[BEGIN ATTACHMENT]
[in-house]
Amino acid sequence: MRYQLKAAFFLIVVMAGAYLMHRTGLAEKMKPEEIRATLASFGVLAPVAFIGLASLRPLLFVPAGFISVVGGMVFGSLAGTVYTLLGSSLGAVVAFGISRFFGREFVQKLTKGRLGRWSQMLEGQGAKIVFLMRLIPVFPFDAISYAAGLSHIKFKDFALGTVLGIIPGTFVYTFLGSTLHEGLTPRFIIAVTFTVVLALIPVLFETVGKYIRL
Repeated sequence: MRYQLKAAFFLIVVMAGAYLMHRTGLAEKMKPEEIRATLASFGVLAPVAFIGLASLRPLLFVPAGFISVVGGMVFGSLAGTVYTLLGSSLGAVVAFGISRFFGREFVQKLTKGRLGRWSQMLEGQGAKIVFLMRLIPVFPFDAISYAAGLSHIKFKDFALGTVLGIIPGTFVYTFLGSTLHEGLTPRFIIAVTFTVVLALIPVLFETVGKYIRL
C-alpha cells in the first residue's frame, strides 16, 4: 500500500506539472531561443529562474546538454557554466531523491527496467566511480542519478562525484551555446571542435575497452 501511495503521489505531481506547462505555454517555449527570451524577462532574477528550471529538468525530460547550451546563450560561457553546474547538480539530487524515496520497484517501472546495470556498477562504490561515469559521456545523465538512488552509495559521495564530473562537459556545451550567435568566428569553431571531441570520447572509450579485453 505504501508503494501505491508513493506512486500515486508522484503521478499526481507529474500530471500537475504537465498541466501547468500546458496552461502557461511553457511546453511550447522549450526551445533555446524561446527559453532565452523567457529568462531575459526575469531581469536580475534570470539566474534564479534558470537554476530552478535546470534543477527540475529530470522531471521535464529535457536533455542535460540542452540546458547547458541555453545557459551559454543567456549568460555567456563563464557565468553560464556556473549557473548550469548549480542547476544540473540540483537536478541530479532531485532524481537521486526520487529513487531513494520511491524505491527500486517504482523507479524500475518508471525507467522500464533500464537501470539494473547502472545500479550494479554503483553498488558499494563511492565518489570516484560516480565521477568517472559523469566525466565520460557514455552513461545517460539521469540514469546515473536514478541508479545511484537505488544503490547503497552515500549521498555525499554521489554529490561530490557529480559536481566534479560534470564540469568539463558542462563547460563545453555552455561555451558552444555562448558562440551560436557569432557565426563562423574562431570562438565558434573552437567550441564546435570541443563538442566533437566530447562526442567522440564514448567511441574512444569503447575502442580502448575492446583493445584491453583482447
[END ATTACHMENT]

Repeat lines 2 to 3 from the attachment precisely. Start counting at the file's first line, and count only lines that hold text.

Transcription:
Amino acid sequence: MRYQLKAAFFLIVVMAGAYLMHRTGLAEKMKPEEIRATLASFGVLAPVAFIGLASLRPLLFVPAGFISVVGGMVFGSLAGTVYTLLGSSLGAVVAFGISRFFGREFVQKLTKGRLGRWSQMLEGQGAKIVFLMRLIPVFPFDAISYAAGLSHIKFKDFALGTVLGIIPGTFVYTFLGSTLHEGLTPRFIIAVTFTVVLALIPVLFETVGKYIRL
Repeated sequence: MRYQLKAAFFLIVVMAGAYLMHRTGLAEKMKPEEIRATLASFGVLAPVAFIGLASLRPLLFVPAGFISVVGGMVFGSLAGTVYTLLGSSLGAVVAFGISRFFGREFVQKLTKGRLGRWSQMLEGQGAKIVFLMRLIPVFPFDAISYAAGLSHIKFKDFALGTVLGIIPGTFVYTFLGSTLHEGLTPRFIIAVTFTVVLALIPVLFETVGKYIRL